Amazon recently announced that it was cracking down on QAnon merchandise. Even if the company is truly shifting its approach to how it polices product listings, its ability to cut down on disinformation merchandise will be hamstrung by its own algorithms. As long as Amazon’s product recommendation algorithm takes a purely neutral approach — even to anti-vaccine or white nationalist products — it will continue to give them prominent slots in search results.
TikTok users are cashing in on affiliate marketing. #AmazonFinds TikTok is the successor to affiliate-focused recommendation publications like the New York Times-owned Wirecutter, where media companies earn their incomes by highlighting useful niche products. Except these TikTokers are building their product recommendation empires alone, without the backing of a legacy publication.
Amazon is getting rid of its Prime Pantry service. But, its death may be a signal of Amazon’s success breaking into the grocery industry. Now the company has gained a big enough foothold in the grocery business that it can streamline those early experiments that weren’t pulling their weight. And Pantry might prove to be the first in a series of future cuts.
Amazon just announced that it would buy 11 of its own cargo planes. The decision solidifies what many in the industry have long speculated: Amazon is starting to play a long game with its shipping network. “The fact that it purchased a plane is a very clear indication that it is there to remain, it’s a long-term commitment,” said one logistics expert.
Amazon sellers are increasingly being wooed by VCs and acquirers. These new firms tend to use similar tricks for finding and optimizing products -- redesigning product pages, reshooting product photos, adding keywords and so on. Amazon’s third-party marketplace could well become crowded with increasingly indistinct, algorithmic winners, accelerating a trend that has already begun on the platform.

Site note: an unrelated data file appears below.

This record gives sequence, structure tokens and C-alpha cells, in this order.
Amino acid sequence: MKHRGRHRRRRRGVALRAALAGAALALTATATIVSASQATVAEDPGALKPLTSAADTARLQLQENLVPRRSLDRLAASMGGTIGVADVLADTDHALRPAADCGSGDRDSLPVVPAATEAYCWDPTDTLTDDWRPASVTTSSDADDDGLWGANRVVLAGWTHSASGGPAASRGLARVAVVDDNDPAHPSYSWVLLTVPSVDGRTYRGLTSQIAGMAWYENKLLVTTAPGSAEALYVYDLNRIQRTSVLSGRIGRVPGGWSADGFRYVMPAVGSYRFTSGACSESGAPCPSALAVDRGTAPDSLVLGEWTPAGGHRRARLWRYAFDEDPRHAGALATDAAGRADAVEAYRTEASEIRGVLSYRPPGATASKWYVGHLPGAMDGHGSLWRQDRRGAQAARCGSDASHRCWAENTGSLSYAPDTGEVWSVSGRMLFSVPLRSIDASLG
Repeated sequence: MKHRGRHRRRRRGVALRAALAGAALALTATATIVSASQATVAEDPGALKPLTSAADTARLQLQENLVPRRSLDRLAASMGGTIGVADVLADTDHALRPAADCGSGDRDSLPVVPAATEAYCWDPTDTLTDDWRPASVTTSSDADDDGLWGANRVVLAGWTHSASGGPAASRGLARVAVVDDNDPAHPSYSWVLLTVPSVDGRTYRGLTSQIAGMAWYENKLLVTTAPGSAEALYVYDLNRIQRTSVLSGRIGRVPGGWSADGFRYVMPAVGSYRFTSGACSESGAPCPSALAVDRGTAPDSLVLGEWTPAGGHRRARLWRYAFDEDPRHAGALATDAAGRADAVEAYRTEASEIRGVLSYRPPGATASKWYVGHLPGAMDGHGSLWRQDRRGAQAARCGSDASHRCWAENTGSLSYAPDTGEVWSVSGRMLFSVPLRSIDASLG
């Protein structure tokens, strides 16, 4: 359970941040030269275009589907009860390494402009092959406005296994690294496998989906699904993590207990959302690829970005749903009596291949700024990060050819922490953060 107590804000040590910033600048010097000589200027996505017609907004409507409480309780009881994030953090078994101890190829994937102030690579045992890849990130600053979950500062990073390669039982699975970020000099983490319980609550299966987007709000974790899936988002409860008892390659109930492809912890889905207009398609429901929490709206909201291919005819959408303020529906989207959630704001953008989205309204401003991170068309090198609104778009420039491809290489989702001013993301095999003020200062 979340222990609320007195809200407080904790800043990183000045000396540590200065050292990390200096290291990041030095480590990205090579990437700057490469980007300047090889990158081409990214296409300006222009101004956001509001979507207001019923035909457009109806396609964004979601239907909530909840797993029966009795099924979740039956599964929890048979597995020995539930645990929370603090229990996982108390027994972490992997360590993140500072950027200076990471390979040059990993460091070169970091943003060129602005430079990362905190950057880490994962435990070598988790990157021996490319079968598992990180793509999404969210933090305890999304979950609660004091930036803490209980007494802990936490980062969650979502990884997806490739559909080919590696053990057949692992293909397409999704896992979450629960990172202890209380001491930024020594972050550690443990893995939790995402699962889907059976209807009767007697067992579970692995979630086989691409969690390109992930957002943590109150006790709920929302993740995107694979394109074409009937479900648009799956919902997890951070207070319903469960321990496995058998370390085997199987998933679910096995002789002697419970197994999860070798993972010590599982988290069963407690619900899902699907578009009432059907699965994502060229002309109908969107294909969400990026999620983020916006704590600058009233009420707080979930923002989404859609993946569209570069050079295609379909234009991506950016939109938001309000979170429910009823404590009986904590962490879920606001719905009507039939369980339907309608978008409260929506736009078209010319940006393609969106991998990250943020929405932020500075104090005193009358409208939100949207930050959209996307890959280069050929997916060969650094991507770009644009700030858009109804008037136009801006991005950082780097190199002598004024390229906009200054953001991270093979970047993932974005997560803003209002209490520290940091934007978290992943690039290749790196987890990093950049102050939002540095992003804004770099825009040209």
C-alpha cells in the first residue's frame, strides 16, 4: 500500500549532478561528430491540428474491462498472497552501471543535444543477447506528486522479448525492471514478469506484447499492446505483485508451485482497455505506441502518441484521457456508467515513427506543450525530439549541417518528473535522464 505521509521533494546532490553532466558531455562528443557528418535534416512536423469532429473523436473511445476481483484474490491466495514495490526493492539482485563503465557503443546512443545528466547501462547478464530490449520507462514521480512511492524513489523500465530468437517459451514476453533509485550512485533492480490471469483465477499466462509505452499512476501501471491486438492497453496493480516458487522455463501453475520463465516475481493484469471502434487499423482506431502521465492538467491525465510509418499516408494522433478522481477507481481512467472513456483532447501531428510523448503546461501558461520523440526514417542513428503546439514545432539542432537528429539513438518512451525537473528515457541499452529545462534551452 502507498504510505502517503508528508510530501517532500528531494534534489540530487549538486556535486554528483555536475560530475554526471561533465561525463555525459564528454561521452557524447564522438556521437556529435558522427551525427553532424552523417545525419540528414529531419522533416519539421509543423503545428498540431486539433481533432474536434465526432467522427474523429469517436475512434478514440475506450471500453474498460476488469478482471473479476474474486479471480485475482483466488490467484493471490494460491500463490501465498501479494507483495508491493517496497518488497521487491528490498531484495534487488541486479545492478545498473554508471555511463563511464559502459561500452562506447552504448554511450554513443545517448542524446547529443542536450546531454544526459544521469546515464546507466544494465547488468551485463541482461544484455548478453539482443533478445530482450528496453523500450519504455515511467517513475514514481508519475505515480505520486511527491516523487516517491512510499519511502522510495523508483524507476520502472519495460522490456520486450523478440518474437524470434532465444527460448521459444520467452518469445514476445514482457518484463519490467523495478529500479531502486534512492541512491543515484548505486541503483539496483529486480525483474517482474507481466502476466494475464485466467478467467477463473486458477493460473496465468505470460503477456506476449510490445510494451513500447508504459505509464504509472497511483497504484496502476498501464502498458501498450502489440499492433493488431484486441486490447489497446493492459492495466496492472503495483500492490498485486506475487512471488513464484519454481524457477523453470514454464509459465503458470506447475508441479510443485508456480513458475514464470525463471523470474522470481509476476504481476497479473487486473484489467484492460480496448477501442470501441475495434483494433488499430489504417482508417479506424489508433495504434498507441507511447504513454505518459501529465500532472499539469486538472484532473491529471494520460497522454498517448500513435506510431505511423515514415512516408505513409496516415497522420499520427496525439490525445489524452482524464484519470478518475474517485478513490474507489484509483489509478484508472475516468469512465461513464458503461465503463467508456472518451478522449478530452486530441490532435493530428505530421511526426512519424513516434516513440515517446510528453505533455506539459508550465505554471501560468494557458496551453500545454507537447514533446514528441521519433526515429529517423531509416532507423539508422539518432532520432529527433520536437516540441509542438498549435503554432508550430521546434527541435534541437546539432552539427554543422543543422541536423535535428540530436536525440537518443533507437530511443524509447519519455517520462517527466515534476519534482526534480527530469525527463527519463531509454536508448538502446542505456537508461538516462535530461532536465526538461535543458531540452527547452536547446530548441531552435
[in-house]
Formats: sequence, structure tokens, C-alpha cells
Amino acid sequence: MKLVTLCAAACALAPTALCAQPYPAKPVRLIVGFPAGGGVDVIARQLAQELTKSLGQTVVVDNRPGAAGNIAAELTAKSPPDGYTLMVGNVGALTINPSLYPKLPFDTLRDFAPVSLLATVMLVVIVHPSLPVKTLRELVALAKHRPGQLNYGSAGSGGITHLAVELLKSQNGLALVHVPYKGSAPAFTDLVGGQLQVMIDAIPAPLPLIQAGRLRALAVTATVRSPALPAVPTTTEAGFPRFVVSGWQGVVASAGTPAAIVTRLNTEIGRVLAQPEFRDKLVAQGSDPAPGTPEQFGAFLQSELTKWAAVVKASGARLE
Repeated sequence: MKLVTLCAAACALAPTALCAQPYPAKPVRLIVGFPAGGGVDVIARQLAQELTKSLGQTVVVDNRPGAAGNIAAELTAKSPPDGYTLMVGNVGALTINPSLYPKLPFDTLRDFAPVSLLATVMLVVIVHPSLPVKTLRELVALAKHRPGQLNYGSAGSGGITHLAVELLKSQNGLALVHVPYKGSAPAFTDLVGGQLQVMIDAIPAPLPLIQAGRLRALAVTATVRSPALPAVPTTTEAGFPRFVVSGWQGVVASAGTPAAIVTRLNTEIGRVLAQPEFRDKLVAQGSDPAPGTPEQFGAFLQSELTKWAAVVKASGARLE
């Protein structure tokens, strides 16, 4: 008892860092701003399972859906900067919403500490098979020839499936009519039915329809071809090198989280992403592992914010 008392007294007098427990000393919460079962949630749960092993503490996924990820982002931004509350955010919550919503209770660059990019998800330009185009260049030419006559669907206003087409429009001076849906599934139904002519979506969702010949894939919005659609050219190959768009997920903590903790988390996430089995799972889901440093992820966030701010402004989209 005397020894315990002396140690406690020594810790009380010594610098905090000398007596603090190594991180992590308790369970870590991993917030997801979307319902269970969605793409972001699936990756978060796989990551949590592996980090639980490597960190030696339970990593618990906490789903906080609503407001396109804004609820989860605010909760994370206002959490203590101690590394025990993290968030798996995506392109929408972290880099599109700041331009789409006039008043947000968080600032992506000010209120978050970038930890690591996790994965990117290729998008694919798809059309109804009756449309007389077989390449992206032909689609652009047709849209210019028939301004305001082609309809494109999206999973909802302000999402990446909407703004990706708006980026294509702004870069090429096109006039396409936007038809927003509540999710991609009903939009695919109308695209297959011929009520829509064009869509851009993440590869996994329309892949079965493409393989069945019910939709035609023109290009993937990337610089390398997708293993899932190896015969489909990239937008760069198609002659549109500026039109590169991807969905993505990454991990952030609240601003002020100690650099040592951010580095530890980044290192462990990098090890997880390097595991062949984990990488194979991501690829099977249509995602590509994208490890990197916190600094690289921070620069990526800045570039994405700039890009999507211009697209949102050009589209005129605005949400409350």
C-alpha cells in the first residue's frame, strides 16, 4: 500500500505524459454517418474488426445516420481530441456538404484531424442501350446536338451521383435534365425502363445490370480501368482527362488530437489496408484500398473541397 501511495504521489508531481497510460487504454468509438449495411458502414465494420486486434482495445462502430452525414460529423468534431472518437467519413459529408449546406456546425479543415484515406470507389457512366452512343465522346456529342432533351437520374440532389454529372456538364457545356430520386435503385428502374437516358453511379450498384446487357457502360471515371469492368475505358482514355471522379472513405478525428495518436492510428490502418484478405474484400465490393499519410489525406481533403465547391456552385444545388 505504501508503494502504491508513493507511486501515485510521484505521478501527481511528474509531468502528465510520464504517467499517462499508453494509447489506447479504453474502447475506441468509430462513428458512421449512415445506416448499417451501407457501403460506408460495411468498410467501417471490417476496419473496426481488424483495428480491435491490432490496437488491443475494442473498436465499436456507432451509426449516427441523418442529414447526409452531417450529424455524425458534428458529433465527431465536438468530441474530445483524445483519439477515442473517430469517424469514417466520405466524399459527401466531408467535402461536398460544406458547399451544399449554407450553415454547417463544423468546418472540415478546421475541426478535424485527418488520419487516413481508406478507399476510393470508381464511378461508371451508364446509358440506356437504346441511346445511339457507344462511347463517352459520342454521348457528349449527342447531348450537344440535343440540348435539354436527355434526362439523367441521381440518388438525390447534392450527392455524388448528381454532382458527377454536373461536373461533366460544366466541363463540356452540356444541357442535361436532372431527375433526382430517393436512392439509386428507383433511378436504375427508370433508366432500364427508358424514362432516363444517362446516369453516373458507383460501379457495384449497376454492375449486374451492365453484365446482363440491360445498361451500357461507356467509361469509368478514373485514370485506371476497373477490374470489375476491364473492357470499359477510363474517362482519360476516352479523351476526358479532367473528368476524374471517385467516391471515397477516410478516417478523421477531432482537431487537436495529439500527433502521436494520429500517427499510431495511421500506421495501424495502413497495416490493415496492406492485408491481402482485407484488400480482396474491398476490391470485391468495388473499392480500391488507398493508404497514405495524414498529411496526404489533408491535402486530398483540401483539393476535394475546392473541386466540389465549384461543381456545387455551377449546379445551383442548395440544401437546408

A German startup called Razor bought out a seller’s three top-selling products. Razor is part of a growing ecosystem of Amazon seller acquisition companies, sometimes called seller “rollup” companies, that invest in successful Amazon products and pull them into a much larger Amazon product portfolio. Here’s a look at how this growing offshoot of Amazon commerce works.
Companies like Keyo, Grabango, Standard Cognition, Aifi, Zippin and Trigo have all worked on various types of cashierless technology. And despite Amazon’s tremendous power, these companies aren’t seeing their businesses shrink this year. If anything, having Amazon enter a new sector of the retail technology space seems to be a boost for the companies are already active in it.
E-commerce liability protections might start to come with extra strings attached -- if they continue at all. A September court decision declared that Amazon was in fact responsible for a defective laptop battery sold by a third party on its site, in large part because Amazon warehoused and packaged that product through its Fulfillment by Amazon network. In October, the White House called for stronger anti-counterfeit legislation against e-commerce companies. And that is giving new momentum to a series of Congressional and state bills.